What Is Privatization?
Privatization occurs when a government-owned business, operation, or property becomes owned by a private, non-government party.
Privatization may also describe a transition that takes a company from being publicly traded to becoming privately held. This is referred to as corporate privatization.
- Privatization describes the process by which a piece of property or business goes from being owned by the government to being privately owned.
- It generally helps governments save money and increase efficiency, where private companies can move goods quicker and more efficiently.
- Critics of privatization suggest that basic services, such as education, shouldn’t be subject to market forces.
- Privatization may also refer to a public company becoming privately-held once again.
How Privatization Works
Privatization of specific government operations happens in a number of ways, though generally, the government transfers ownership of specific facilities or business processes to a private, for-profit company. Privatization generally helps governments save money and increase efficiency.
In general, two main sectors compose an economy: the public sector and the private sector. Government agencies generally run operations and industries within the public sector. In the U.S., the public sector includes the U.S. Postal Service, public schools and universities, the police and firefighter departments, the national park service, and the national security and defense services.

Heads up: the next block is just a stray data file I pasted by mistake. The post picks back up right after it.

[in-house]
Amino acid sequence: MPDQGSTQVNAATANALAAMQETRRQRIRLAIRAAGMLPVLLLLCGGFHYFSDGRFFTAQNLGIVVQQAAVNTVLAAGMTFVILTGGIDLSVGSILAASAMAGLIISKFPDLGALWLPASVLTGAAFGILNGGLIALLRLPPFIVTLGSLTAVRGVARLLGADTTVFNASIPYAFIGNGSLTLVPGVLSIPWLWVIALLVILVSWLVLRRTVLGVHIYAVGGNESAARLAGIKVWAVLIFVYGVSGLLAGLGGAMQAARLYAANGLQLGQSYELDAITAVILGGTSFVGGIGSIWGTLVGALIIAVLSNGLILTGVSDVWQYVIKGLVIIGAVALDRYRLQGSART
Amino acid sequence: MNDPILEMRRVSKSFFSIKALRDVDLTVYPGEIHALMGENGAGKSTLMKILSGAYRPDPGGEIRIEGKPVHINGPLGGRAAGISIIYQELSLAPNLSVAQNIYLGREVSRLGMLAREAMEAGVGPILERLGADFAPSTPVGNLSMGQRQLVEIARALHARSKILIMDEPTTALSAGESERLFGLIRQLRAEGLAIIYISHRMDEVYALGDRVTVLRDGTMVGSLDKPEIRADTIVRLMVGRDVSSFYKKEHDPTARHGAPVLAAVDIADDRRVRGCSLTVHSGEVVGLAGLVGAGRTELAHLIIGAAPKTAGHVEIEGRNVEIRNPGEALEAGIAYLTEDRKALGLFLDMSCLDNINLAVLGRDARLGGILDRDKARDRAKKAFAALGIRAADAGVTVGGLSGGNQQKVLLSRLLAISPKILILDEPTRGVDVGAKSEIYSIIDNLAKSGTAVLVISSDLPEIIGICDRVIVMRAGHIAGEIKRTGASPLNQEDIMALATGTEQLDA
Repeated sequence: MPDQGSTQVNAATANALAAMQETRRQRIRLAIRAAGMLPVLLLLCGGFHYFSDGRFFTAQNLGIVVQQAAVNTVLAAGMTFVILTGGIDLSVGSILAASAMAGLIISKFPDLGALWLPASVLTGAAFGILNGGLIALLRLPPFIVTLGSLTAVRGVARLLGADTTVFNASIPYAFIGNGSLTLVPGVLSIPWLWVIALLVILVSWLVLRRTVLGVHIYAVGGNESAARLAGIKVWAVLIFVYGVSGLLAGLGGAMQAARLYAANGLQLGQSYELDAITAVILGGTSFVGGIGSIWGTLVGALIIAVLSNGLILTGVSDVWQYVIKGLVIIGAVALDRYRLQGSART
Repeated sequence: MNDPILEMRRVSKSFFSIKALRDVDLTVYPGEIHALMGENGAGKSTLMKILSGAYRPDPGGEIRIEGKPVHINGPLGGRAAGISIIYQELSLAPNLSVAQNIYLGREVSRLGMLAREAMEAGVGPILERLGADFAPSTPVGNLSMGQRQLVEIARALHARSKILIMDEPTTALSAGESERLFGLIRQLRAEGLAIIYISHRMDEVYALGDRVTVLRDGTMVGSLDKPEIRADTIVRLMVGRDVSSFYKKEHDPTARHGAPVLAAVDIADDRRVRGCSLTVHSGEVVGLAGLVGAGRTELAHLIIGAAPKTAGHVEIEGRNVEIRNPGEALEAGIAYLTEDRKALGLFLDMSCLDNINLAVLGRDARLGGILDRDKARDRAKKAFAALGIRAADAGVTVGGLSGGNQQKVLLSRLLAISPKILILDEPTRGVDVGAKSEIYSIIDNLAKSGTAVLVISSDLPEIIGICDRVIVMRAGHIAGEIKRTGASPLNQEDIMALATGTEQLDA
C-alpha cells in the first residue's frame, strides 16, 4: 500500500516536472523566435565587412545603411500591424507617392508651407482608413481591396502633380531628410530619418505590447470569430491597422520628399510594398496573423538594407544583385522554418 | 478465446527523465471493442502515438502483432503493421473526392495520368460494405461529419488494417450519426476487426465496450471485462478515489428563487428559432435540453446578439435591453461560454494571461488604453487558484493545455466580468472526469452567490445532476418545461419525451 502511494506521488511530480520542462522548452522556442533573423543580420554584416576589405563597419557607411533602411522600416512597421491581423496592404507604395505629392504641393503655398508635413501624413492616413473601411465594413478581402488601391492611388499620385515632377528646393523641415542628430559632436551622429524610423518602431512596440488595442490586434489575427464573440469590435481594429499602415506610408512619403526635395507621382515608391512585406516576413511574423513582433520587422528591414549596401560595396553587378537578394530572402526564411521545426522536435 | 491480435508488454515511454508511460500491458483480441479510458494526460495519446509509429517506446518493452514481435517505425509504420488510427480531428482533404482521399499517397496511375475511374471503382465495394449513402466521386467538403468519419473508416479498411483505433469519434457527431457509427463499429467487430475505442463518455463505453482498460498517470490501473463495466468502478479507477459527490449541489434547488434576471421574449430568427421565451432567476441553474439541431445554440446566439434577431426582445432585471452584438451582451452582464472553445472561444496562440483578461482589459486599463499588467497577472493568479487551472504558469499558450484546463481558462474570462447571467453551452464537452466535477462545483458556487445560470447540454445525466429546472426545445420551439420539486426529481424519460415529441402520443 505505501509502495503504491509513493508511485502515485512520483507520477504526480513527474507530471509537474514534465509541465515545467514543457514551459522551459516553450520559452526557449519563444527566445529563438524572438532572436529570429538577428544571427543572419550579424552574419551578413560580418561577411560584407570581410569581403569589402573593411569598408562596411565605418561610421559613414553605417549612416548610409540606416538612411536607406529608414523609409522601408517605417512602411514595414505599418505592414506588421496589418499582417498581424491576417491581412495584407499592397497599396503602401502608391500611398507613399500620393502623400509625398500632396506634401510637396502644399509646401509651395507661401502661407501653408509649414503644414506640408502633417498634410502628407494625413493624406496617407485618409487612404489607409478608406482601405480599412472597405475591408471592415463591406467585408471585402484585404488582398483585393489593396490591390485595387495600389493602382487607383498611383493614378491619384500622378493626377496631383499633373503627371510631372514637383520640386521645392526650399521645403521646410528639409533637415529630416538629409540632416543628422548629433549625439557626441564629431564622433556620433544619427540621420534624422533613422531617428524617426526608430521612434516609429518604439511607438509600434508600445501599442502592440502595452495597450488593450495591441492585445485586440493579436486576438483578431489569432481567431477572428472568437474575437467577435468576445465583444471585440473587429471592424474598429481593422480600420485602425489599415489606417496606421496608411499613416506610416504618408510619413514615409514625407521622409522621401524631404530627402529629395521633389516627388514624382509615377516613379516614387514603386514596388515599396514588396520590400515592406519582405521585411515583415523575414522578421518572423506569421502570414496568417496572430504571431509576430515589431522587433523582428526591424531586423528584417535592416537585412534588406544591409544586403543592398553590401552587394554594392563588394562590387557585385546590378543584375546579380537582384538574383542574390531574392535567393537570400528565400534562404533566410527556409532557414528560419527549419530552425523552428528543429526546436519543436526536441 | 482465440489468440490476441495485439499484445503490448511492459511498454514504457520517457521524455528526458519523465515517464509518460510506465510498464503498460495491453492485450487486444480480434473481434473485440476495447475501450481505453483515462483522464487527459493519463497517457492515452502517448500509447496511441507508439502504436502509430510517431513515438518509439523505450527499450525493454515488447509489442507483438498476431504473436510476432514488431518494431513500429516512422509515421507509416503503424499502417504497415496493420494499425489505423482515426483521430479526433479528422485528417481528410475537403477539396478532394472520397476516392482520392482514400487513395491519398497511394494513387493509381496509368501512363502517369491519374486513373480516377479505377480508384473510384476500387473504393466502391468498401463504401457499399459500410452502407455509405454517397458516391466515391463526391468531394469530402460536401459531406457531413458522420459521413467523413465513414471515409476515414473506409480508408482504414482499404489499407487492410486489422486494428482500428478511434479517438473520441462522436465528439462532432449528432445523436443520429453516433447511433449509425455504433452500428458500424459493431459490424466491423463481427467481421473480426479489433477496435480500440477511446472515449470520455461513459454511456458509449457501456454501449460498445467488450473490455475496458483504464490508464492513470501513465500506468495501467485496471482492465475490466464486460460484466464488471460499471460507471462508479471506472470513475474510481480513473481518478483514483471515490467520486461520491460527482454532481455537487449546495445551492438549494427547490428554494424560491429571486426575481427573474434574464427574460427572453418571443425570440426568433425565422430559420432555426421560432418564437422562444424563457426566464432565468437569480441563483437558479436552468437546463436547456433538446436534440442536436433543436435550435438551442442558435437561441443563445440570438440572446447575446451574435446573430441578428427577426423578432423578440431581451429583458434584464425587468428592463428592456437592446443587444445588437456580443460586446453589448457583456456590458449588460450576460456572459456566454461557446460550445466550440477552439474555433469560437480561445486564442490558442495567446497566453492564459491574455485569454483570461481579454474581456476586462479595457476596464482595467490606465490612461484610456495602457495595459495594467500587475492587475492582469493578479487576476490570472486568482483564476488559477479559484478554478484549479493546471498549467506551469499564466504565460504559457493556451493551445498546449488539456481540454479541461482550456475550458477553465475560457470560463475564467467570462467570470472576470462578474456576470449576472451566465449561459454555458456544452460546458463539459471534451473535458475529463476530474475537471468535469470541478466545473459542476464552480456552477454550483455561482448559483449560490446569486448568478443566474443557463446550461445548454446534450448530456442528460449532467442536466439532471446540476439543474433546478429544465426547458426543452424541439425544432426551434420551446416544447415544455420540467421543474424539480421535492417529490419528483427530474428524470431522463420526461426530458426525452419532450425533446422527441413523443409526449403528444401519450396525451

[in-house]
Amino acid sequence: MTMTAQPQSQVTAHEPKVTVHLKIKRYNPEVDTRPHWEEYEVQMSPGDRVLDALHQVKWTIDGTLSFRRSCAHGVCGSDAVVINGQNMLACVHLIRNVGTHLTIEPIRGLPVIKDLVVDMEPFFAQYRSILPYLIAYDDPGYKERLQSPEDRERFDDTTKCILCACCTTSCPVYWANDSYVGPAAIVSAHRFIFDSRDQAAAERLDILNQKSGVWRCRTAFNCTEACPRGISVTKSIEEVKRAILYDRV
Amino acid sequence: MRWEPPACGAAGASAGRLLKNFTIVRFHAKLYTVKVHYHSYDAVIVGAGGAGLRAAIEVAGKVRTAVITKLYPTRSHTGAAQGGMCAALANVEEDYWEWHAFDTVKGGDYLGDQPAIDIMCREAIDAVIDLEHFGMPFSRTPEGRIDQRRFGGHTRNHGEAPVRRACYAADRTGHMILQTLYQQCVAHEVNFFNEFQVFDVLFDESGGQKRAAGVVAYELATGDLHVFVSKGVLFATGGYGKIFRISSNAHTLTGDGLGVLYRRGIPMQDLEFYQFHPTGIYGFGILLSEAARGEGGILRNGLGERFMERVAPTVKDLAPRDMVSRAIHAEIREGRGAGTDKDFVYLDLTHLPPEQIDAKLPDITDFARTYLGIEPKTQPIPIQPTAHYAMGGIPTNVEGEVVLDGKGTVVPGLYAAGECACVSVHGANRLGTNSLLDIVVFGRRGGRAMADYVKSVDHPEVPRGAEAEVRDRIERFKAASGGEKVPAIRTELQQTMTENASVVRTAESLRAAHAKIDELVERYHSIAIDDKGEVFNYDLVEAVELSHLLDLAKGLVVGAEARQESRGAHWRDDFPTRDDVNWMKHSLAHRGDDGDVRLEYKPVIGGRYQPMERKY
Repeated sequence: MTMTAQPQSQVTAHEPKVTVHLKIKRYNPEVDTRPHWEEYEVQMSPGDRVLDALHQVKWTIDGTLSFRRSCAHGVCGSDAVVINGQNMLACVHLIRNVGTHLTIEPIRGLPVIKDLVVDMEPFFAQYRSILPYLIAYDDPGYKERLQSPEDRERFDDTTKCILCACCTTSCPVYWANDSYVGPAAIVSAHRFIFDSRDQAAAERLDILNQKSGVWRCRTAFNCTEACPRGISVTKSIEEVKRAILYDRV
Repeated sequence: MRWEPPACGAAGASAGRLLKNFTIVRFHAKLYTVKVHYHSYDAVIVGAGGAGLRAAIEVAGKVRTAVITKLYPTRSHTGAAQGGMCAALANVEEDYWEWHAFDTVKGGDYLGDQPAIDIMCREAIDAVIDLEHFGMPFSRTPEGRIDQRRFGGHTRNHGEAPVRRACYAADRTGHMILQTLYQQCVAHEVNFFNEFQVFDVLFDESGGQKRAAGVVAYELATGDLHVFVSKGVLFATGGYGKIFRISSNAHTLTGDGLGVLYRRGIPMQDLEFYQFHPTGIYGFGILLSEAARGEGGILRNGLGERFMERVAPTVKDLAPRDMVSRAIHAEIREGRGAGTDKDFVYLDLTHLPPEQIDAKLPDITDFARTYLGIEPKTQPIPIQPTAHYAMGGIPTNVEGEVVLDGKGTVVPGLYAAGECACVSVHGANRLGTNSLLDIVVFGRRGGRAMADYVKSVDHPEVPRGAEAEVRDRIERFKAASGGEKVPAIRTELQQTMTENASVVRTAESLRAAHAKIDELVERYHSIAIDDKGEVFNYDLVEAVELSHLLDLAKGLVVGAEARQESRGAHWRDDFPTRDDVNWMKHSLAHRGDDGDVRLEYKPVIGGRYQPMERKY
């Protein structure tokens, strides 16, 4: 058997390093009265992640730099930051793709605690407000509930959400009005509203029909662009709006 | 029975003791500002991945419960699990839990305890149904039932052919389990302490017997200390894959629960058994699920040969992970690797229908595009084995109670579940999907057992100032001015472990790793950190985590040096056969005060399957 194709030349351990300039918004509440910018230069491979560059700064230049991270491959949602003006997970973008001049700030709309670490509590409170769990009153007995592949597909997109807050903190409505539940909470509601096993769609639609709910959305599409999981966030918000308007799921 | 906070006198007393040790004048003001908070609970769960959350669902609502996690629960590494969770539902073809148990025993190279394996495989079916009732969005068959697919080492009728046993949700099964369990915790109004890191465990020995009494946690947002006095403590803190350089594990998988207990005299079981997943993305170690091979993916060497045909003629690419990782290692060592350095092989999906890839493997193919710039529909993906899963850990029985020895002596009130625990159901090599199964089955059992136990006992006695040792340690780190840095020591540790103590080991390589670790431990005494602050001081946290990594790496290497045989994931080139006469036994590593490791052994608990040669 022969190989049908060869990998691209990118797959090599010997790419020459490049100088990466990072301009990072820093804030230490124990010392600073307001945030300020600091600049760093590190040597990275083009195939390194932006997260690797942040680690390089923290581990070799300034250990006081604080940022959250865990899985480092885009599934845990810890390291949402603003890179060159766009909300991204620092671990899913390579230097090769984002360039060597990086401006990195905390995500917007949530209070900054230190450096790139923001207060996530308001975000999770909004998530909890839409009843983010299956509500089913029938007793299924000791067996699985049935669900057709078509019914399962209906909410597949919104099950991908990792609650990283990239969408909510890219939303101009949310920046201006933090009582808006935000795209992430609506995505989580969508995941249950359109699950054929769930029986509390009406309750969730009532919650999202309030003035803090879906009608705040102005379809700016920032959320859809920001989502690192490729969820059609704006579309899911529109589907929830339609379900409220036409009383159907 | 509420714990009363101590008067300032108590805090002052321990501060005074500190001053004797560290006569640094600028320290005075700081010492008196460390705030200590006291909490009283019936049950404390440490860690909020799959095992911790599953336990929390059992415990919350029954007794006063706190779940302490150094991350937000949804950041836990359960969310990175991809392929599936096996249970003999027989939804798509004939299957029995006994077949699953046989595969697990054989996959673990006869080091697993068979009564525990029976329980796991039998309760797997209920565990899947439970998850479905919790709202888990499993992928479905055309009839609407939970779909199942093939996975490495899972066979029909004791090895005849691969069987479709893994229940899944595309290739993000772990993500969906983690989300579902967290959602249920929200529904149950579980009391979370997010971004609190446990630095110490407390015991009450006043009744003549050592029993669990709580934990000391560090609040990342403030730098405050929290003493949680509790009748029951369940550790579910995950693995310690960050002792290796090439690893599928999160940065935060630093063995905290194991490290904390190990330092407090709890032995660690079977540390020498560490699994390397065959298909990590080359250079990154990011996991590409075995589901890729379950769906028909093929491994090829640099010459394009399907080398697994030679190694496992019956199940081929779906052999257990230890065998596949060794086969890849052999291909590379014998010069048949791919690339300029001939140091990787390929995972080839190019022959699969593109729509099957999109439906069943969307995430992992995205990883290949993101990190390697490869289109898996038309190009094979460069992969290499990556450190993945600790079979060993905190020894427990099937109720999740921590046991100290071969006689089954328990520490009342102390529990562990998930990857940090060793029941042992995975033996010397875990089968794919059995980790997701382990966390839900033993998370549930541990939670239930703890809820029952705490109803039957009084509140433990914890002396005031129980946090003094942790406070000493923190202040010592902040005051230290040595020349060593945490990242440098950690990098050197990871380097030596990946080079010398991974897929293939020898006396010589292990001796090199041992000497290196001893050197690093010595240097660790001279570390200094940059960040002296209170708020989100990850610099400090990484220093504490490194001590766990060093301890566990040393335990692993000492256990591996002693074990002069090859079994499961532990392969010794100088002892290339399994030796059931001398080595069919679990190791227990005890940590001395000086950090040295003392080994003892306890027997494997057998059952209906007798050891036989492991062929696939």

Enterprises not run by the government comprise the private sector. Private companies include the majority of firms in the consumer discretionary, consumer staples, finance, information technology, industrial, real estate, materials, and healthcare sectors.
There are two types of privatization: government and corporate; although the term generally applies to government-to-private transfers.
Public-to-Private Privatization vs. Corporate Privatization
Corporate privatization, on the other hand, allows a company to manage its business or restructure its operations without the strict regulatory or shareholders' oversight imposed on publicly listed companies.
This often appeals to companies if the leadership wants to make structural changes that would negatively impact shareholders. Corporate privatization sometimes takes place after a merger or following a tender offer to purchase a company’s shares. In order to be considered privately owned, a company cannot get financing through public trading via a stock exchange.
Dell Inc. is an example of a company that transitioned from being publicly traded to privately held. In 2013, with approval from its shareholders, Dell offered shareholders a fixed amount per share, plus a specified dividend as a way to buy back its stock and delist. Once the company paid off its existing shareholders, it ceased any public trading and removed its shares from the NASDAQ Stock Exchange, completing the transition to being privately held. In 2018, Dell reverted back to being a public company.
Advantages and Disadvantages of Privatization